Oftentimes, merely cognitive skills and intelligence are developed and valued in school systems nowadays. For parents it is difficult to ignore this pressure and to find another way to raise their children. No matter what, the algorithm, be it AI, automatization, or digital technology, will win the race.
The latest OECD report (2018) states that we need to focus on building creativity, social skills and dexterity. These are best developed by artistic and practical curricula, with teachers and parents who are trained in and committed to holistic virtues and abilities.
This challenge to overcome the modern, urban, highly competitive society is a contemporary art.
Waldorf education can guide and inspire us on this journey. Its pedagogy emphasizes the role of imagination in learning, striving to integrate the intellectual, practical, and artistic development of pupils in a holistic manner.
This idea is based on the so called anthroposophy of Rudolf Steiner. Around the late 19th century and the beginning of the 20th century, he was a popular philosopher who inspired many fields, such as in education (known as Waldorf education), medicine, religion, agriculture and the social economy with his holistic thinking. Today we can say that he compiled many currents of the already emerging globalizing world into a more comprehensive and consistent, holistic “Weltanschauung” (literally translated as “world view”).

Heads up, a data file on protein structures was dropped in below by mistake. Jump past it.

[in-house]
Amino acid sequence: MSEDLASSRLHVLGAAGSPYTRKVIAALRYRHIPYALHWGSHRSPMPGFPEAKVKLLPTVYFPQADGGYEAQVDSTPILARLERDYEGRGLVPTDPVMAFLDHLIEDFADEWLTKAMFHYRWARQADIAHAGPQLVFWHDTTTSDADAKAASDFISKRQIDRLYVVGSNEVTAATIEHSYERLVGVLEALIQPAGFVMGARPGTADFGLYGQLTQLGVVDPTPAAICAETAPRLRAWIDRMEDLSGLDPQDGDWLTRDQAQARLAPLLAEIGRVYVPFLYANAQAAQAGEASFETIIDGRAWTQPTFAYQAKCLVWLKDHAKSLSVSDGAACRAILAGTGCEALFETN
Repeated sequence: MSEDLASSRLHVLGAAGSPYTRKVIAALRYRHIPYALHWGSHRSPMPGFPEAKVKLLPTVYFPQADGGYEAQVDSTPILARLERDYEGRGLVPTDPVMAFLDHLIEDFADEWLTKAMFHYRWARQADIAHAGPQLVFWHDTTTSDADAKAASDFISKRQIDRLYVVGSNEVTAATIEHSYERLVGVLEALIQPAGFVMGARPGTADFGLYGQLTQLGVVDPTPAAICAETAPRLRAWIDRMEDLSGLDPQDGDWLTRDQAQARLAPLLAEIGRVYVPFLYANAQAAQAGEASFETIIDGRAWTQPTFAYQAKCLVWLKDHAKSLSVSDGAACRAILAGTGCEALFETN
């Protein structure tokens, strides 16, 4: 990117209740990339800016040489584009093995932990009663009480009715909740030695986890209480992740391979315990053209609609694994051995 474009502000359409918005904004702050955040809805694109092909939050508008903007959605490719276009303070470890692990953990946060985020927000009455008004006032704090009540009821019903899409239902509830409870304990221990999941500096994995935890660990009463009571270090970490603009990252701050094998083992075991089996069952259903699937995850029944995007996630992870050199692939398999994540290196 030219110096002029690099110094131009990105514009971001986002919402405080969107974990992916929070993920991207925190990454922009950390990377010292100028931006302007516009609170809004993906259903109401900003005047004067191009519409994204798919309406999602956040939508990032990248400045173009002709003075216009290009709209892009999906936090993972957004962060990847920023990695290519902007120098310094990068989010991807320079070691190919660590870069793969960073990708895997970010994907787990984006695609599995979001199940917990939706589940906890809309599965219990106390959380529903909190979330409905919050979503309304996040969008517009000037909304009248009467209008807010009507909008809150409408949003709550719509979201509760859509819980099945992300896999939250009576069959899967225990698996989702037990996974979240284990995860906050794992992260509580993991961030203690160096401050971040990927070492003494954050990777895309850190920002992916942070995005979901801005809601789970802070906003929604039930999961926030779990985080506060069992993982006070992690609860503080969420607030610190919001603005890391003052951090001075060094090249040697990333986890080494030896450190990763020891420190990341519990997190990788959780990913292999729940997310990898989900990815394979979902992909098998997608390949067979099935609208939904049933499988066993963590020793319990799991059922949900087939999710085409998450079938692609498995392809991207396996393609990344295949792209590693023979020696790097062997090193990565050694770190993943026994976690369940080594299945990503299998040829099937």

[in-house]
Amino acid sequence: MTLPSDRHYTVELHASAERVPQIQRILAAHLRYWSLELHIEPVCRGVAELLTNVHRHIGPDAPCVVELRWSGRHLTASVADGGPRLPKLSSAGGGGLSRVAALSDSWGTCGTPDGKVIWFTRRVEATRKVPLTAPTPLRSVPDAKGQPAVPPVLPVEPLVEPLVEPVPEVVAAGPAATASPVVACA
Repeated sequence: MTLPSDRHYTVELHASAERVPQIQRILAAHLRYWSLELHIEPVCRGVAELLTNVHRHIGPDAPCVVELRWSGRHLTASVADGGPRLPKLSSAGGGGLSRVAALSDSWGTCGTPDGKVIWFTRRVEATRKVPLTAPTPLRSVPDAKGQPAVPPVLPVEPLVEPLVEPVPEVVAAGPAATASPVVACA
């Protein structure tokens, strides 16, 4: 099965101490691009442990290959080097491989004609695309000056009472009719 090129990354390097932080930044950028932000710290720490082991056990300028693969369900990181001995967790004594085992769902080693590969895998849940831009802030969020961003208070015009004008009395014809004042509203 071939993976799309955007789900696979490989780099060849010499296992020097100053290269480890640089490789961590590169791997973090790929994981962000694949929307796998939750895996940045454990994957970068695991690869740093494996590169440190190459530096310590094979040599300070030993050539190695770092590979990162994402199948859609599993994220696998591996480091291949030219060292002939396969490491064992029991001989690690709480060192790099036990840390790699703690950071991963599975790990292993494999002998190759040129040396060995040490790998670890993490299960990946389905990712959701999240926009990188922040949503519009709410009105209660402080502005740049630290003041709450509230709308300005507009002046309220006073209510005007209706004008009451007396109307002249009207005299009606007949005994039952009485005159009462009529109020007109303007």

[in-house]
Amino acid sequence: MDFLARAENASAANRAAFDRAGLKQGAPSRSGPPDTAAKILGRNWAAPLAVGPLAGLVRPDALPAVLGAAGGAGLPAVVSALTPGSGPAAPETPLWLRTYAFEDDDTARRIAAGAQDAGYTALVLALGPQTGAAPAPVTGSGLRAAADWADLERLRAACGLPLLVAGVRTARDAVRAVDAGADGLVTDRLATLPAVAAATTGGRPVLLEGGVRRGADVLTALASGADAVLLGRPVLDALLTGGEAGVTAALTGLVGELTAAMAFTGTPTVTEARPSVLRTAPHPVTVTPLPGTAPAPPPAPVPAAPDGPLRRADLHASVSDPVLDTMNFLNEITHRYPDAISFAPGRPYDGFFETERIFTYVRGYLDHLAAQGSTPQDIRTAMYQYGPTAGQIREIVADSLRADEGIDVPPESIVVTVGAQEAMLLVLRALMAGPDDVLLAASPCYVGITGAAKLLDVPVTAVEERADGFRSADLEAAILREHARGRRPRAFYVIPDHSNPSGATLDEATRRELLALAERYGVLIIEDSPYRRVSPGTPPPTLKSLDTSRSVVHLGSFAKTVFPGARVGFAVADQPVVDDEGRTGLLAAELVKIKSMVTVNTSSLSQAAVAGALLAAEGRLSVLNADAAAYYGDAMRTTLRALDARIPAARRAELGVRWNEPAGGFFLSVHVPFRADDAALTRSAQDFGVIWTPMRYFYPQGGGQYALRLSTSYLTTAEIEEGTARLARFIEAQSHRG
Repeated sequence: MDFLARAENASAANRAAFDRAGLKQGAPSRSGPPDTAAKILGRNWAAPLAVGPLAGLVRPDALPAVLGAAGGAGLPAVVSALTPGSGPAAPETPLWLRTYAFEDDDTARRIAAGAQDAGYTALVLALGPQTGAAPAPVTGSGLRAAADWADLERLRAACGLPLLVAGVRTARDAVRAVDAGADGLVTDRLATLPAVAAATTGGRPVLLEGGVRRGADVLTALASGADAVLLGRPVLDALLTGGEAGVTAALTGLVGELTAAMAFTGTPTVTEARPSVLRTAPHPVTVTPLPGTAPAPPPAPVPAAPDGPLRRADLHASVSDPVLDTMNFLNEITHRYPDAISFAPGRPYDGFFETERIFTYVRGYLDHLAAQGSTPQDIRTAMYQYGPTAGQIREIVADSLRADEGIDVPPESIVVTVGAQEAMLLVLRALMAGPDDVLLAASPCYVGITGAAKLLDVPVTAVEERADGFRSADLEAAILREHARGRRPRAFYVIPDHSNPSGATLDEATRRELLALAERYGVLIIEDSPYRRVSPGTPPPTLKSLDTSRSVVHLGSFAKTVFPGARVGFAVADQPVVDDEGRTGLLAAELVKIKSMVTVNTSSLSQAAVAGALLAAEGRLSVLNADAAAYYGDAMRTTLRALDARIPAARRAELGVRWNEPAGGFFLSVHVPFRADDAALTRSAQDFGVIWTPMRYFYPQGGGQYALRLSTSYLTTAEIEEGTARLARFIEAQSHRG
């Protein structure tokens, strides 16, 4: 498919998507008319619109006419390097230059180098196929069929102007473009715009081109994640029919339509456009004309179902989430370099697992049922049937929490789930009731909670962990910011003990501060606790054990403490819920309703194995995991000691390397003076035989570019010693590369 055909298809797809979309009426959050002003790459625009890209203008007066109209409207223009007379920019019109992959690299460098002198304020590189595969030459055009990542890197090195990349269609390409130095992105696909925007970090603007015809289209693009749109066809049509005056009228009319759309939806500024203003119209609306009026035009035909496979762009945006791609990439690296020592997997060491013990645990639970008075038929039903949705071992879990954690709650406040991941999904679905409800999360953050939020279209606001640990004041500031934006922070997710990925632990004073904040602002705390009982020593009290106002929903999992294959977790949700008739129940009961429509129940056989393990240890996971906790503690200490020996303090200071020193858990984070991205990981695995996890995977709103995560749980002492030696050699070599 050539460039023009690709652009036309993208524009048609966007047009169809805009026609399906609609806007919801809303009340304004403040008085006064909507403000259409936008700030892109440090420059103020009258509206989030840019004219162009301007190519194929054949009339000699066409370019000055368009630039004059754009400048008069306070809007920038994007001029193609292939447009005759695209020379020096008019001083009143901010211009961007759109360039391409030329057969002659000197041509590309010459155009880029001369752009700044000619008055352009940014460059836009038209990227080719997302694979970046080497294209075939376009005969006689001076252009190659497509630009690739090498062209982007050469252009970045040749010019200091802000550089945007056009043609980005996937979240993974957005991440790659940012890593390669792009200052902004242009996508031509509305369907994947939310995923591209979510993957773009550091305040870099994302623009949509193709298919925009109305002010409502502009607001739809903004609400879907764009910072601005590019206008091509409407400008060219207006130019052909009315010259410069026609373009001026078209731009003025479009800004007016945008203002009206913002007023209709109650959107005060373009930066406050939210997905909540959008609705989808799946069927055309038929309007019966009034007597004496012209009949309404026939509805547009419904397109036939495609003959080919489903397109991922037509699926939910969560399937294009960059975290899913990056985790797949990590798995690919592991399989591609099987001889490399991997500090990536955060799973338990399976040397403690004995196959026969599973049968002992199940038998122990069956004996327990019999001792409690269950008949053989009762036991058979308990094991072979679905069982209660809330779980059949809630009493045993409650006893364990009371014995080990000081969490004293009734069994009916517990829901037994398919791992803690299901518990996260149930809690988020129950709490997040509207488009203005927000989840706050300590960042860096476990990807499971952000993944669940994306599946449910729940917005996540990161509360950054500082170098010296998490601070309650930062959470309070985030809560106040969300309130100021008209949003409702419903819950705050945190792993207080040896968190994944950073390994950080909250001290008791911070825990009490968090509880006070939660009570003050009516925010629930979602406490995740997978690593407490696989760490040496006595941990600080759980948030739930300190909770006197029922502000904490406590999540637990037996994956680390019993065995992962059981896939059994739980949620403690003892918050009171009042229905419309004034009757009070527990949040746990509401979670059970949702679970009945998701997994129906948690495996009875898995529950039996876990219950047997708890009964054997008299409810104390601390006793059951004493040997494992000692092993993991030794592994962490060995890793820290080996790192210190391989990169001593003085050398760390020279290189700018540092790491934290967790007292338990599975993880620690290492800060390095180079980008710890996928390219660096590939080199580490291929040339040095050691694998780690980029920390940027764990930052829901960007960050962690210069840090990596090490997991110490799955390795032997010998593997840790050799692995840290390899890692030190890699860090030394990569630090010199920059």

The first Waldorf School opened in 1919 in Stuttgart, Germany, 100 years ago. At present there are approximately 1,150 independent Waldorf schools, around 1,800 kindergartens, and 646 centers for special education, located in 75 countries, constituting one of the largest independent school movements on an international scale. There are also a number of Waldorf-based public schools, charter schools, academies and homeschooling environments.
In Continental Europe, Waldorf pedagogy has become a well-recognized theory of education. It has influenced public schooling such that many European Waldorf schools receive state funding.
Steiner’s division of child development into three major stages is reflected in the schools’ approach:
The overarching goal is to develop free, morally responsible, and integrated individuals equipped with a high degree of social competence.